All in all, it's difficult to pan a movie that is just so damned good-natured; one that just tries so hard to be liked. They just should have tried harder.






by Rivka Gewirtz

Daily Cougar Staff

Three people, who will help to decide the fate of all UH campuses, have been appointed by Gov. Ann Richards to the Board of Regents.

Chief Executive Officer of Shell Oil Company Philip J. Carroll, attorney John M. Quinn and civic leader Kay Kerr Walker began their six year term Oct. 14.

The Board of Regents approves new academic programs, pay increases, promotions and every UH contract.

The nine regents meet six times a year to review and vote on recommendations given by UH administrators. The decisions made by the board affect all four UH campuses including 6,000 employees and 50,000 students.

"All three of these people have demonstrated a strong commitment to public service and will be tremendous stewards of the UH system and public education," said Chancellor Alexander F. Schilt.

O'Quinn, who graduated first in his class from the UH Law Center, is the founder of O'Quinn, Kerensky and McAninch law firm. He also serves as director of the Harris County Child Protective Services Fund, the Ronald McDonald House and the Texas Children's Hospital. He has given more than $4 million to UH.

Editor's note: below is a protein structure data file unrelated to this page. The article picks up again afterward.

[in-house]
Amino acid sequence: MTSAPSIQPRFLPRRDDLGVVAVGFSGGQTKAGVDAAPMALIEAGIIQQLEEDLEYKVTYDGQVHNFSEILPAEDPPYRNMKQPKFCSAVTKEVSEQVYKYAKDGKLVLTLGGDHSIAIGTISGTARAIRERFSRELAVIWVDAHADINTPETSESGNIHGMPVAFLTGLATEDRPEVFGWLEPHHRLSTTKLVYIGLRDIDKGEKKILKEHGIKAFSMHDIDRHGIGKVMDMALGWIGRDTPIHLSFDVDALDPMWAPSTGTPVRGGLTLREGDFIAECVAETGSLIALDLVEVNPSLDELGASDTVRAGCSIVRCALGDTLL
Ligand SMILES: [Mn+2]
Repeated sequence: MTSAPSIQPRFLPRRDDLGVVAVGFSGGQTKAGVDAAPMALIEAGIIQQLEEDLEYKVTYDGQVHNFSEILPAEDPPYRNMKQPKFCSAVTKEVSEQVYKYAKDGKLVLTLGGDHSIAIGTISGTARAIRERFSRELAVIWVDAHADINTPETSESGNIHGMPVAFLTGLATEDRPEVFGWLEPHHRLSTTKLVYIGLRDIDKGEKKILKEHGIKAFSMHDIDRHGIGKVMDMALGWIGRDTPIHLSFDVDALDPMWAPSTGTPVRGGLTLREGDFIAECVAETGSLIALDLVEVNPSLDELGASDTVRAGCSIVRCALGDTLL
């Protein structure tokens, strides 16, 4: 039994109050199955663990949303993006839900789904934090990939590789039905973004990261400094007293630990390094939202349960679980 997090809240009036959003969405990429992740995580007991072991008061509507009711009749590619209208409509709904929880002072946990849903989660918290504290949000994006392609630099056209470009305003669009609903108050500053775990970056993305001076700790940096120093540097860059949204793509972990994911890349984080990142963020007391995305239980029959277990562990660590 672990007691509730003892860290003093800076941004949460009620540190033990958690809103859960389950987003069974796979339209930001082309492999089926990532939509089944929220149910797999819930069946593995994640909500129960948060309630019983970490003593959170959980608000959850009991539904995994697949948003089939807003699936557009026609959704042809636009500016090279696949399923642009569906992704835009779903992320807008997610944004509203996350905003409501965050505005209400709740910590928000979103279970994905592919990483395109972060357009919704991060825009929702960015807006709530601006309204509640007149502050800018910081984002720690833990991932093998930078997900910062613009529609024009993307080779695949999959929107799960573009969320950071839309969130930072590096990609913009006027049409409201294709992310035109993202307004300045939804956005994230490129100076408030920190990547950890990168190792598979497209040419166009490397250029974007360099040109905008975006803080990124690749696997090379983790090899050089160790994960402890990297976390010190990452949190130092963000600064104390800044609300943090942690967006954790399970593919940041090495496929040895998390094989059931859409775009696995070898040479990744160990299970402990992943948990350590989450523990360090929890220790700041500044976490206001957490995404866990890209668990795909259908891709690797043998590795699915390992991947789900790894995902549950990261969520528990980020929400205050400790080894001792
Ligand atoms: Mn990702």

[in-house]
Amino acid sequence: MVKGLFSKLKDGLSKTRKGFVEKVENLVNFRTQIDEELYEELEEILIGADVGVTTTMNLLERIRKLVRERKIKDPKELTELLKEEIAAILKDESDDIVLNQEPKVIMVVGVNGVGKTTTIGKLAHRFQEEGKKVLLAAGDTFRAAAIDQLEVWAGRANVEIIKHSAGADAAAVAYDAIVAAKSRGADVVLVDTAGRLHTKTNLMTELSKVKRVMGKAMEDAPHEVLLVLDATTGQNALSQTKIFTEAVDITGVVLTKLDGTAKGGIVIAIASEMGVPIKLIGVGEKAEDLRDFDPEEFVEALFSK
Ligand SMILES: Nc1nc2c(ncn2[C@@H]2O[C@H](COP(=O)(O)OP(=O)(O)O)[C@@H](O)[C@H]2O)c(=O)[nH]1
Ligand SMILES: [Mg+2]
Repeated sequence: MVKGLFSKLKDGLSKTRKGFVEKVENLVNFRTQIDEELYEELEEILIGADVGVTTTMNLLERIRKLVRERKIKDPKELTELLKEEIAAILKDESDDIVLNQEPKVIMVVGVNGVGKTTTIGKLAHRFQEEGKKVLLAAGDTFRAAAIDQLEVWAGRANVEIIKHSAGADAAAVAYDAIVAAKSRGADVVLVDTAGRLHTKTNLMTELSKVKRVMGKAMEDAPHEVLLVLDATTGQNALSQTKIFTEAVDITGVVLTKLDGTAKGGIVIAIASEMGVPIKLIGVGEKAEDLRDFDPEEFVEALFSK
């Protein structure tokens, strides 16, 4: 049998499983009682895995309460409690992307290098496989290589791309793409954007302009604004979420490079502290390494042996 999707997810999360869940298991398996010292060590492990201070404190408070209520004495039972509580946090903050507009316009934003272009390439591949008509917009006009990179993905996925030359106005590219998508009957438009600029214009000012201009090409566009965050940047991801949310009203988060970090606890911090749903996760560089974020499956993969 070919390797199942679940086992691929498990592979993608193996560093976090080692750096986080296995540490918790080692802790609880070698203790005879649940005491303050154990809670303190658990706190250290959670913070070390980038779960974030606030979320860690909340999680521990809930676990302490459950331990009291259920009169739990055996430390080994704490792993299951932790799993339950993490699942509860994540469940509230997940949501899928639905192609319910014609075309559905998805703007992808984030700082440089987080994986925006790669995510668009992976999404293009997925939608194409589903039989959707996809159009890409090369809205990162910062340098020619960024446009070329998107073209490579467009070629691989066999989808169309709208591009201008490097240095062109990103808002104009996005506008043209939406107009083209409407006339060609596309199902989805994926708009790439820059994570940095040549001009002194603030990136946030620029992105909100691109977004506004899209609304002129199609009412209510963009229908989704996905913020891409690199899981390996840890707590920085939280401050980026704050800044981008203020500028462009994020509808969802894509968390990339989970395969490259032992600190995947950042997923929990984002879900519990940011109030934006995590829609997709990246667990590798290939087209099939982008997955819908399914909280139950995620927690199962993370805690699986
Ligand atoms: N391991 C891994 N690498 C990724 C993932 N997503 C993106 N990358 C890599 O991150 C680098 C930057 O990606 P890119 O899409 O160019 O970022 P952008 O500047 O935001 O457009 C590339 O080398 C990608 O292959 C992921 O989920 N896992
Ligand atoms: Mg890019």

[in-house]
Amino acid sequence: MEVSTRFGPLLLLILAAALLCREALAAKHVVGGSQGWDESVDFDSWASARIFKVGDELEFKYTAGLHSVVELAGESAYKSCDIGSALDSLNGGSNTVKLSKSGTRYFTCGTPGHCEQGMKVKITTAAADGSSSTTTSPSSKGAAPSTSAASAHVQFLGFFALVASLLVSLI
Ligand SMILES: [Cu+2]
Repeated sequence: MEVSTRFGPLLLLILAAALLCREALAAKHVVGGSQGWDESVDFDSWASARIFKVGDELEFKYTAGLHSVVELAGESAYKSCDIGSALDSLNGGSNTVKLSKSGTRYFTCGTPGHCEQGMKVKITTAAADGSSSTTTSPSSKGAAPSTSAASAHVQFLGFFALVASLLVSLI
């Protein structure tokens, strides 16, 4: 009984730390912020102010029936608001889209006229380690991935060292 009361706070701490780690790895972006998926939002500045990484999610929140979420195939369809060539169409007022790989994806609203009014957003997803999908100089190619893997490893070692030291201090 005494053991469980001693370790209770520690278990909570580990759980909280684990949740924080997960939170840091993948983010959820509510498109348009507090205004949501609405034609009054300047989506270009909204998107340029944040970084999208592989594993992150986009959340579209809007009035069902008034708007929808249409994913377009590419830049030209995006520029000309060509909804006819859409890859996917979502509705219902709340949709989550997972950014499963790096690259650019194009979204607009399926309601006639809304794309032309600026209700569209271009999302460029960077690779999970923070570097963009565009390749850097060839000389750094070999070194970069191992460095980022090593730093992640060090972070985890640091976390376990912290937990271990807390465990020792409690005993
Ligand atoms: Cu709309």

Carroll, who is a Loyola University graduate, served as a trustee of the Shell Oil Company Foundation. The foundation has supported UH system programs through its annual gifts.

Having received her degree at Randolph-Macon Woman's College, Walker became an interpreter and patient representative at the Methodist Hospital and the Kelsey-Seybold Clinic. She currently serves on the UH-Victoria President's Advisory Council. Walker was also given the "South Texas Woman Award," which recognizes women who have "enhanced the quality of life in their communities."